Let me give credit, to begin, to a tweet. Every once in a while some analogy hits so clearly, and this one may be the best I’ve seen regarding the New Orleans Pelicans at this point in their rebuild.
I’ll help a bunch of Pels Twitter because it’s Valentine’s Day: building a team is much like building a relationship. Sometimes you have to figure out what you like/ need in a partner/ player, and to do that you have to go on some bad dates.— put the macaroni on the phone (@kenPOPtweets) February 15, 2021
Anthony Davis requested a trade, no, a divorce from the Pelicans on January 28, 2019. NBA franchises marry their stars, hoping that they can achieve success together. Most marriages fail, and the franchise moves on searching for the next star. New Orleans was incredibly lucky mere months later that Zion Williamson fell into their laps. Anthony Davis was sent to Los Angeles after the lottery but before the draft for Brandon Ingram, Lonzo Ball, Josh Hart, the #4 pick (which eventually turned into Jaxson Hayes, Nickeil Alexander-Walker, and Didi Louzada), the Lakers 2021 pick (8-30 protected, unprotected in 2022), a 1st round pick swap option in 2023, and the Lakers 2024 first round pick, unprotected, which New Orleans can elect to turn into the Lakers 2025 first round pick if they so desire.
Everything the Pelicans have done since is an attempt to find the right partner for Zion Williamson. Injuries didn’t help. The global COVID-19 pandemic didn’t help. Brandon Ingram made the most of his opportunity anyway in route to earning his first career All-Star selection and the Most Improved Player award. New Orleans locked Ingram up long term this off-season, signifying their commitment now to two cornerstones.
Role players? NBA teams don’t marry role players. They date them. A lot of them. Rosters turn over. Players leave due to any number of circumstances. And the Pelicans have only committed to one of them, Steven Adams. Not just the trade for him, but the extension as part of the trade. Will Steven Adams be here for the rest of his career? Maybe, but the NBA rarely works that way.
David Griffin, Trajan Langdon, and Swin Cash have already tried a bunch of players around their Zion & Ingram foundation. Jrue Holiday, E’Twaun Moore and Derrick Favors have already gone. Others may be gone by the upcoming trade deadline on March 25th.
A strained relationship with the backcourt
Two players require the most immediate decision: JJ Redick and Lonzo Ball. The circumstance is purely contractual. Both expire this summer, Redick will be an unrestricted free agent while Lonzo Ball will be eligible for restricted free agency. Redick doesn’t seem long for his Pelicans’ relationship. It’s already been reported he’s been discussed as a possible trade target and moving closer to his family in Brooklyn may be high on his wish list.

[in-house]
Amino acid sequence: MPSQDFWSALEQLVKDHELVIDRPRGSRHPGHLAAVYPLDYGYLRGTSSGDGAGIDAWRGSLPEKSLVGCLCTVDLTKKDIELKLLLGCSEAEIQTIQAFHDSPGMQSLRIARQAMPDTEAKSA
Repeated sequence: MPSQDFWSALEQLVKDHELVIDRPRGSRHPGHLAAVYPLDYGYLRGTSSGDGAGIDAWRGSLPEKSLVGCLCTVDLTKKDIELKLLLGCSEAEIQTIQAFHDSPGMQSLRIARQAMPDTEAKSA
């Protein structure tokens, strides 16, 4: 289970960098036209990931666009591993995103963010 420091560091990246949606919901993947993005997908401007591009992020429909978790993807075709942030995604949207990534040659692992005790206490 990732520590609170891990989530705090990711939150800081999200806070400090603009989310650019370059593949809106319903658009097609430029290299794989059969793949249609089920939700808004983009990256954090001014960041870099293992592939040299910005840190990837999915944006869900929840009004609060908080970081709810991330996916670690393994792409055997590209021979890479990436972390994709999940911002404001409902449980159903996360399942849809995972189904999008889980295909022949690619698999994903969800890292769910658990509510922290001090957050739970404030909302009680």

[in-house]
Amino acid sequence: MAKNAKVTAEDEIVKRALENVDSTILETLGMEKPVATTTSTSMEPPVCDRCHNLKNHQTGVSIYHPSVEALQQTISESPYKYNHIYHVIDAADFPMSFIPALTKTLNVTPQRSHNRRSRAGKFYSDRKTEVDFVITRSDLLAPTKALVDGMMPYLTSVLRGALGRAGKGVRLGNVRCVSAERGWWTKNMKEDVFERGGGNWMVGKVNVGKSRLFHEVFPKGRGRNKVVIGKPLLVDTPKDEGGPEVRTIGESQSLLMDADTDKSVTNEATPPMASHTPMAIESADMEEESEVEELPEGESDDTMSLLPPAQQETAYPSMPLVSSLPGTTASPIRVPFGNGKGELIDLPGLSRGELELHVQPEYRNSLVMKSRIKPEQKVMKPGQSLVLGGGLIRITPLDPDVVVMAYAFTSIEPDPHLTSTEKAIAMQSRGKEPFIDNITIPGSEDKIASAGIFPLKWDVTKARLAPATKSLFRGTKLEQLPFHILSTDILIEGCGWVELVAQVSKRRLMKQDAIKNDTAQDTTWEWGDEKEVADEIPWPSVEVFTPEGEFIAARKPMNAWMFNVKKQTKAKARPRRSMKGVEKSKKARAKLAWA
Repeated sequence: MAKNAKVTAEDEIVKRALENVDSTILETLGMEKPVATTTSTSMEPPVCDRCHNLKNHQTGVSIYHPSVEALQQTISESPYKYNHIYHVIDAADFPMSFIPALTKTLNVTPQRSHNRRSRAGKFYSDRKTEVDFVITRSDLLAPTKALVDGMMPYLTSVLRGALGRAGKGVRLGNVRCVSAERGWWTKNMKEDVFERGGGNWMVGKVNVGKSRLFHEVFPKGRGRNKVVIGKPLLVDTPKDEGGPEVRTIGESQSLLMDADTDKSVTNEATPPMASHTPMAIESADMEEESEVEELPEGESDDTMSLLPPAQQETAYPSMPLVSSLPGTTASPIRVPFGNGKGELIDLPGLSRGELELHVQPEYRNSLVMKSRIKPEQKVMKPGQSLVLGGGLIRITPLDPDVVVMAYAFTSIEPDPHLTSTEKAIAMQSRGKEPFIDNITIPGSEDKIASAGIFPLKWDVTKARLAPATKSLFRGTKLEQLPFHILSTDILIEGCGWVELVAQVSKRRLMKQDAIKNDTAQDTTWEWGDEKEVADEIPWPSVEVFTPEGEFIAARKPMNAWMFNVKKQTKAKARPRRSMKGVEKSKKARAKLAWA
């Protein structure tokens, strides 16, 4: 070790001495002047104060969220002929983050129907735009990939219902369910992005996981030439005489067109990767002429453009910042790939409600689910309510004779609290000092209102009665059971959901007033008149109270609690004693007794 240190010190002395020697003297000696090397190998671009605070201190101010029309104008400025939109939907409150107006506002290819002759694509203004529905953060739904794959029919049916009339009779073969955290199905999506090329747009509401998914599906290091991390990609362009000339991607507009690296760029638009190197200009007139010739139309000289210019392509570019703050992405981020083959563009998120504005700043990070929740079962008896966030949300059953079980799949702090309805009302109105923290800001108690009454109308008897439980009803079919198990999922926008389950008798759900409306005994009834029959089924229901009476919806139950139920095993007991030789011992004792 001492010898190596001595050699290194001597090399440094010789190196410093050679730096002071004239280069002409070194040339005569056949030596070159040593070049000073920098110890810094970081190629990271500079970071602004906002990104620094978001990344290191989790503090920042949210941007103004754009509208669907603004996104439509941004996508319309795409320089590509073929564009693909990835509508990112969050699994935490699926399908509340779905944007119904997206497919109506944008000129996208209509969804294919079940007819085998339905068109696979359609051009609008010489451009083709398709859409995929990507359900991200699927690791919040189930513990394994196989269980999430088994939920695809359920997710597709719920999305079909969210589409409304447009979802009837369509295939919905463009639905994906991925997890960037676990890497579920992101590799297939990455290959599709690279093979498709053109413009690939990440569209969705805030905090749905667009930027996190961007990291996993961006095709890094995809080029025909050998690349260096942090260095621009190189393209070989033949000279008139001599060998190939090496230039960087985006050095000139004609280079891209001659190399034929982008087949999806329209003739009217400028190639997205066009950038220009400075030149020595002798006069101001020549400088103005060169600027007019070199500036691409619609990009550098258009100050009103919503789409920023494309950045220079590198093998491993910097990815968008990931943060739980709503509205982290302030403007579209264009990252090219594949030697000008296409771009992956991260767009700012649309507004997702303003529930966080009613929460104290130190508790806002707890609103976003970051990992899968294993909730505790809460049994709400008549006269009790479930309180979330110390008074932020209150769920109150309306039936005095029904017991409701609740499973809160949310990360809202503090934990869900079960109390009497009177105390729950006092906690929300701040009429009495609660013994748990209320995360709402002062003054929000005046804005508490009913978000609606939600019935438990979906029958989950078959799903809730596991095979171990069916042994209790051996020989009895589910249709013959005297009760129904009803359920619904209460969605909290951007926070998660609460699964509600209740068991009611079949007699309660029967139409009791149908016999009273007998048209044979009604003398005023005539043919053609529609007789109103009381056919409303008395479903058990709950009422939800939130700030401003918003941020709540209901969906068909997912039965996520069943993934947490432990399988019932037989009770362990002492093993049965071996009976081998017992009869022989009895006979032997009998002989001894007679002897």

Lonzo Ball is a more difficult discussion. Restricted free agency makes retaining him easy for the Pelicans but also costly. Is Lonzo Ball a no-brainer max player? No. With those guys, there is little to discuss beyond an option year. Is Ball promising enough that some team will make a difficult to match offer in restricted free agency? Yes.
Has Lonzo Ball proven so valuable that the Pelicans should re-sign him to a large contract? That’s where the debate lies. In my opinion, no. He’s completely replaceable. He’s functioned essentially as a 3&D guy this season, as I predicted after Stan Van Gundy was hired. After an ice cold start, Ball is knocking it down from behind the arc, and still avoiding layups. But the D? It’s lacking. He’s a good, not great team defender. His limitations as the one-on-one stopper New Orleans needs beside Ingram and Zion were on full display last week as Zach LaVine and Luka Doncic scored 46 points each on Wednesday and Friday respectively.
Eric Bledsoe? He cares as much as I do about this paragraph.
Time is of the essence. If the Pelicans’ brass is reasonably convinced they don’t want to give a rose to Redick or Ball at the end of this year, valuable time with other potential matches is passing every night. Instead, New Orleans continues to go on dates with guys they should know are not the right one for them.
The Pelicans are in a toxic relationship with their entire backcourt rotation. Ball and Redick are probably gone within four months. Eric Bledsoe does not give a damn when he’s on the floor, and is most famous for tweeting he didn’t want to be in Phoenix. Meanwhile New Orleans sneaks off for a late-night bite and movie with Kira Lewis Jr. every other day because he actually makes them happy.
Update your relationship status, Pelicans. Toss Ball and Redick’s laundry on the lawn. Try to get Bledsoe out of your basement. Commit to the young, fun guy who cares about you.